(John MacDuff, "A Book for the Bereaved")
"The widow's son got sick; he got worse and
worse, and finally he died." 1 Kings 17:17
How baffling and mysterious are many of God's
providential dispensations! Surely, we might think,
if there is one dwelling more than another secure
from the assaults of the dread invader, it will be
that of the widow of Zarephath, and of the hope and
solace of her declining years; who, if spared, might
become an honored instrument in the defense and
maintenance of the true religion. And yet, behold,
the desire of her eyes and the delight of her
heart--taken away by a stroke!
Oftentimes are we perplexed and confounded by
similar dealings; decayed scaffoldings, crumbling
props remaining--and the strong and vigorous, the
virtuous and useful, swept down in a moment!
There is no key to these dark dispensations.
Many a weeping eye cannot read them through
God's most favored people are often put in the
foremost ranks of chastisement. Upon the most
fruit-bearing trees of His garden He often uses
His sharp pruning-knife.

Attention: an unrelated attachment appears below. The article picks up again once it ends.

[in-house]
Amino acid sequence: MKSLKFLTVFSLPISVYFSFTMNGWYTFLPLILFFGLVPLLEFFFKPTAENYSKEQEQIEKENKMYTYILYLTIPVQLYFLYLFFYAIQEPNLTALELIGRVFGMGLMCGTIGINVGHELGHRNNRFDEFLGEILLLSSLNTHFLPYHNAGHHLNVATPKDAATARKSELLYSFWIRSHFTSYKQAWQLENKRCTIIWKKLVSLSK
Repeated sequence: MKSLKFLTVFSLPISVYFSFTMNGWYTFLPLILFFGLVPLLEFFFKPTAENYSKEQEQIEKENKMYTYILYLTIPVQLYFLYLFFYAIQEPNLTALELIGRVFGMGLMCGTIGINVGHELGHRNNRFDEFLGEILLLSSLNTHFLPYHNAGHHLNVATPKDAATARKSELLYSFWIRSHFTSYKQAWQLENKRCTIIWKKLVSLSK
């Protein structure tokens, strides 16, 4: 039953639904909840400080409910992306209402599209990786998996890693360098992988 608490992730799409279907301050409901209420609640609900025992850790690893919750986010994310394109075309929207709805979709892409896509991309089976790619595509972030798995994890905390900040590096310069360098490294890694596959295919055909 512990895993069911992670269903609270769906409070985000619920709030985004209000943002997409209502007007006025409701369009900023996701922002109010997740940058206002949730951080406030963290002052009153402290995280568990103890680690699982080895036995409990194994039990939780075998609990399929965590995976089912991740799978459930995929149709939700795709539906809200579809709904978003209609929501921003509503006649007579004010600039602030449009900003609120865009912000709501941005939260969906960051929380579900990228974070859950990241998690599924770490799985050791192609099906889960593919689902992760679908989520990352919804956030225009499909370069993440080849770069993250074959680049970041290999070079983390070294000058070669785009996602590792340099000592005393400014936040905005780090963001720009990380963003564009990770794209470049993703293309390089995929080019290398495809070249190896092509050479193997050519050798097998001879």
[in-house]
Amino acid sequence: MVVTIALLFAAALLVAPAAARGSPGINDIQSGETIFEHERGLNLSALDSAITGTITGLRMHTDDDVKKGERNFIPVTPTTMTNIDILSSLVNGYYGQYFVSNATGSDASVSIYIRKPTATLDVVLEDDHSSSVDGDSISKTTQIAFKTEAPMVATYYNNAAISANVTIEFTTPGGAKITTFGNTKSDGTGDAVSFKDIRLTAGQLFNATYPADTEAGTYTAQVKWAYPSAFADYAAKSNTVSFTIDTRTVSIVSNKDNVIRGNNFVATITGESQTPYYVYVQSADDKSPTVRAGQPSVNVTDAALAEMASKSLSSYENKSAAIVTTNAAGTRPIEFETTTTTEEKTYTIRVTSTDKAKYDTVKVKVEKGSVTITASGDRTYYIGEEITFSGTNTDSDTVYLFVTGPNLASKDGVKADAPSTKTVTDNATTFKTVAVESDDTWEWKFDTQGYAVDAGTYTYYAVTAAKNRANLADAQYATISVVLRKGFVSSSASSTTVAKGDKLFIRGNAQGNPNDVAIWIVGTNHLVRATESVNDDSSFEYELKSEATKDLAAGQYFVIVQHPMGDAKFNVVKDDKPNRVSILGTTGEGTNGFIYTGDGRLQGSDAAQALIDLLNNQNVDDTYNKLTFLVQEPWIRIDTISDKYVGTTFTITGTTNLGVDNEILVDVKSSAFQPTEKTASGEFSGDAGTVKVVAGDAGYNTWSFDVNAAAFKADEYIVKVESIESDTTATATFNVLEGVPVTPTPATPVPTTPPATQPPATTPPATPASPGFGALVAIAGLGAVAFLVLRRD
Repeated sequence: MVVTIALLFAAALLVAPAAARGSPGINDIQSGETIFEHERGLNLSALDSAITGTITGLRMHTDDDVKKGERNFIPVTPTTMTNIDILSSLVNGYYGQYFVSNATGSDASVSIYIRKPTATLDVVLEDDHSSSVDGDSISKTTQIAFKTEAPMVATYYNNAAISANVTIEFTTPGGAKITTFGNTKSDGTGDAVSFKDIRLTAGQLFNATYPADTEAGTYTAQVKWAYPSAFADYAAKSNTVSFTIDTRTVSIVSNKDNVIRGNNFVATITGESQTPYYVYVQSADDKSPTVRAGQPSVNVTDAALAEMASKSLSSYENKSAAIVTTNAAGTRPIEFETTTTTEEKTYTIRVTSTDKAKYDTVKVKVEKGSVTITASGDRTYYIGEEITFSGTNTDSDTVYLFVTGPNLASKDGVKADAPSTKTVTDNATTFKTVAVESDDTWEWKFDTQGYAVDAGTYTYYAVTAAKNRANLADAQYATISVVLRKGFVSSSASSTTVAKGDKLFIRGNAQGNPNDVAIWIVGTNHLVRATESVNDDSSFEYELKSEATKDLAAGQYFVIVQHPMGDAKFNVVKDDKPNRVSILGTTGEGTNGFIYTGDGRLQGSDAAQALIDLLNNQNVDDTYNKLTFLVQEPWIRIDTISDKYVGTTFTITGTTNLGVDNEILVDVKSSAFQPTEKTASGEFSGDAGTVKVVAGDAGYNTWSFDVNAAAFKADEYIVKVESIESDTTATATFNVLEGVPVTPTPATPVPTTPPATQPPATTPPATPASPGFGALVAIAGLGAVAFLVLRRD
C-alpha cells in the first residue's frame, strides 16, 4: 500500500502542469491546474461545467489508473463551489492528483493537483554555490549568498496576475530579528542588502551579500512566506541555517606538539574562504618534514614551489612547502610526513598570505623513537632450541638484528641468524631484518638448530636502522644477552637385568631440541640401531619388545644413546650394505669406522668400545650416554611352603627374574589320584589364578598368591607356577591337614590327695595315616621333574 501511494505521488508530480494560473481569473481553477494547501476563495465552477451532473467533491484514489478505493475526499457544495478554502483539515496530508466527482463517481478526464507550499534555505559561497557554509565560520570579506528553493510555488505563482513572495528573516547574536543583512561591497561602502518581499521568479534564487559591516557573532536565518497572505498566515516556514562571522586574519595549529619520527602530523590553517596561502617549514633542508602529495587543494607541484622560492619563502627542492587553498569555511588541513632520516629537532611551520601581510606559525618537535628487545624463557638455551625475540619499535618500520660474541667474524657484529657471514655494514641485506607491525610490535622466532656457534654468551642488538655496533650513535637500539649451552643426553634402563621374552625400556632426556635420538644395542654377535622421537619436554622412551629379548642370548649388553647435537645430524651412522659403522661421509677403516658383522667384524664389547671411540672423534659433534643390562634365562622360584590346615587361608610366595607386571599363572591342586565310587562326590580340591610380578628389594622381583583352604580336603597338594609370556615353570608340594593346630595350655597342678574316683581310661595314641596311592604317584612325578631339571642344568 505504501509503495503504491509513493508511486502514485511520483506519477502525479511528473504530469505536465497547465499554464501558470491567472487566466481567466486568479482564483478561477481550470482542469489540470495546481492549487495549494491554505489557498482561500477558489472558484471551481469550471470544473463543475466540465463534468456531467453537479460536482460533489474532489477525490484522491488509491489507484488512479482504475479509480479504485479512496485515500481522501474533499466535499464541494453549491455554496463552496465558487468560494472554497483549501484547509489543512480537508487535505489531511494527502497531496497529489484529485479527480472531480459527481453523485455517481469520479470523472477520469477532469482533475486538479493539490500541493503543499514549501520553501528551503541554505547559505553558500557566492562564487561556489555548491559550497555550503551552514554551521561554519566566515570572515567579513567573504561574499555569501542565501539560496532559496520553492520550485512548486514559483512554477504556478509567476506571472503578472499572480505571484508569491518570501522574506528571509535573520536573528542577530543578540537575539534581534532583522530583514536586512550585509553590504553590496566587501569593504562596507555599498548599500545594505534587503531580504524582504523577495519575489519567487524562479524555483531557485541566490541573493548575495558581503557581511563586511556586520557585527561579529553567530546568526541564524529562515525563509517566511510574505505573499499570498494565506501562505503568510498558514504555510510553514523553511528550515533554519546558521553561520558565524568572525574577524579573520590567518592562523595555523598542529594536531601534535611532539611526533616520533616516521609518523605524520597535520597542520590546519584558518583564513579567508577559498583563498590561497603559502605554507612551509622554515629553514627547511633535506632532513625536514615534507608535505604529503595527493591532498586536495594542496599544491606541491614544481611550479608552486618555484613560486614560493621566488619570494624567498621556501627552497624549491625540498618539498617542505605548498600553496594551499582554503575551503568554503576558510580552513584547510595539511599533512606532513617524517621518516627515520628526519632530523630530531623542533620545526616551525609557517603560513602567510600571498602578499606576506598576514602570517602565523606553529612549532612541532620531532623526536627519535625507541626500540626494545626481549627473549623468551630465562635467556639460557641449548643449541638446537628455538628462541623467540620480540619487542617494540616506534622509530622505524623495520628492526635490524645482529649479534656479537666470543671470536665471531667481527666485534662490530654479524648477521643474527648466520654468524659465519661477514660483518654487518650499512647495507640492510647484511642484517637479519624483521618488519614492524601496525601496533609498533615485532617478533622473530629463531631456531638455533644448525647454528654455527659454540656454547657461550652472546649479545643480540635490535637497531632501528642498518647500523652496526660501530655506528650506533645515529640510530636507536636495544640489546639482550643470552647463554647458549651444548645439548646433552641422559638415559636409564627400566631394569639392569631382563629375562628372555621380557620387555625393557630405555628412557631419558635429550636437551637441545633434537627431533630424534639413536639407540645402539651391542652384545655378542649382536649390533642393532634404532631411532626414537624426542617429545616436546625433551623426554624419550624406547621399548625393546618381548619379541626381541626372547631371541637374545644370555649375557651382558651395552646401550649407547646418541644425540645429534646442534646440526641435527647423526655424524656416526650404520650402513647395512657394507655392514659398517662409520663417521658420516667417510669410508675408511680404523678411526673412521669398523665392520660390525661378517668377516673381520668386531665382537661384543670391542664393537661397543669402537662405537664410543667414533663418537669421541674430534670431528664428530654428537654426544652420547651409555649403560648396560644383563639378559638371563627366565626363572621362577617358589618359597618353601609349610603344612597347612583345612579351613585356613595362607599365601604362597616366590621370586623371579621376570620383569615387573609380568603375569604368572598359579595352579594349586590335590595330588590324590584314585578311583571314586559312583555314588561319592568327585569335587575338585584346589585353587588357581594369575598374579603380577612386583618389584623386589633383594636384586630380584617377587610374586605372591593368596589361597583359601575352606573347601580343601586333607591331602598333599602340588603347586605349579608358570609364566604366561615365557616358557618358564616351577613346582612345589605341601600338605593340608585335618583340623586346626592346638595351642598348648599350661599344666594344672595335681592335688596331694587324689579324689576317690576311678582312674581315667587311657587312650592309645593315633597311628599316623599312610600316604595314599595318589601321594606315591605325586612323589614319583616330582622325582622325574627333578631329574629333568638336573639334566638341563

Then Elijah cried out to the Lord and said, "My Lord
God, why have You brought tragedy on the widow
I am staying with by killing her son?" 1 Kings 17:20
All bereavements and chastisements are
Trial, in its varied forms, has ever been employed
by God as a powerful means of leading to deeper
convictions of sin, as well as a salutary quickener
of spiritual graces. He knows what discipline is best
fitted to draw the soul to Himself; and often does
He show that none is so effectual as that which was
employed in this home at Zarephath--snapping the
ties which bind us to the creature--disuniting us
from earthly, to bind us to heavenly things.
Many can trace their first deep sense of sin--their
first lively apprehension of Christ and of Divine
realities--to the hour when their dwelling was rifled
of its prized blessings. He breaks the heart in
order to save the soul.